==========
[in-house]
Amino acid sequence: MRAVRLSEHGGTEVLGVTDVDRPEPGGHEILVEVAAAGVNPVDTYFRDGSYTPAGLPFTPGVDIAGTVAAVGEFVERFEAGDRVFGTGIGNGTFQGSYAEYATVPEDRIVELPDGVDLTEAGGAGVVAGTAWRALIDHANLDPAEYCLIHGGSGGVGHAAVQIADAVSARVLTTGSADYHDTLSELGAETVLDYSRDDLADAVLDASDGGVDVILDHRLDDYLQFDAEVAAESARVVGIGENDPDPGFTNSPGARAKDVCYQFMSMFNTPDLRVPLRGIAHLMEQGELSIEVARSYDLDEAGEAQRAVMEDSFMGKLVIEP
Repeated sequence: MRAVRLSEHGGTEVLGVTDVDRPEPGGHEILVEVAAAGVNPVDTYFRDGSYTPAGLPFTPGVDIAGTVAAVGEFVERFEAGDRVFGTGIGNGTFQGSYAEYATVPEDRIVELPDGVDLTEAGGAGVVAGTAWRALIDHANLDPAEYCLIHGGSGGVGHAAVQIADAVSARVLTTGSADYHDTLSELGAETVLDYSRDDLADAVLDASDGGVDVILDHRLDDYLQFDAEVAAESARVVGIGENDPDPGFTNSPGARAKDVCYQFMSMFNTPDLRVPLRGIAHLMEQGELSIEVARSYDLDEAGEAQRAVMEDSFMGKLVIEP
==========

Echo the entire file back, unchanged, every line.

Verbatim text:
[in-house]
Amino acid sequence: MRAVRLSEHGGTEVLGVTDVDRPEPGGHEILVEVAAAGVNPVDTYFRDGSYTPAGLPFTPGVDIAGTVAAVGEFVERFEAGDRVFGTGIGNGTFQGSYAEYATVPEDRIVELPDGVDLTEAGGAGVVAGTAWRALIDHANLDPAEYCLIHGGSGGVGHAAVQIADAVSARVLTTGSADYHDTLSELGAETVLDYSRDDLADAVLDASDGGVDVILDHRLDDYLQFDAEVAAESARVVGIGENDPDPGFTNSPGARAKDVCYQFMSMFNTPDLRVPLRGIAHLMEQGELSIEVARSYDLDEAGEAQRAVMEDSFMGKLVIEP
Repeated sequence: MRAVRLSEHGGTEVLGVTDVDRPEPGGHEILVEVAAAGVNPVDTYFRDGSYTPAGLPFTPGVDIAGTVAAVGEFVERFEAGDRVFGTGIGNGTFQGSYAEYATVPEDRIVELPDGVDLTEAGGAGVVAGTAWRALIDHANLDPAEYCLIHGGSGGVGHAAVQIADAVSARVLTTGSADYHDTLSELGAETVLDYSRDDLADAVLDASDGGVDVILDHRLDDYLQFDAEVAAESARVVGIGENDPDPGFTNSPGARAKDVCYQFMSMFNTPDLRVPLRGIAHLMEQGELSIEVARSYDLDEAGEAQRAVMEDSFMGKLVIEP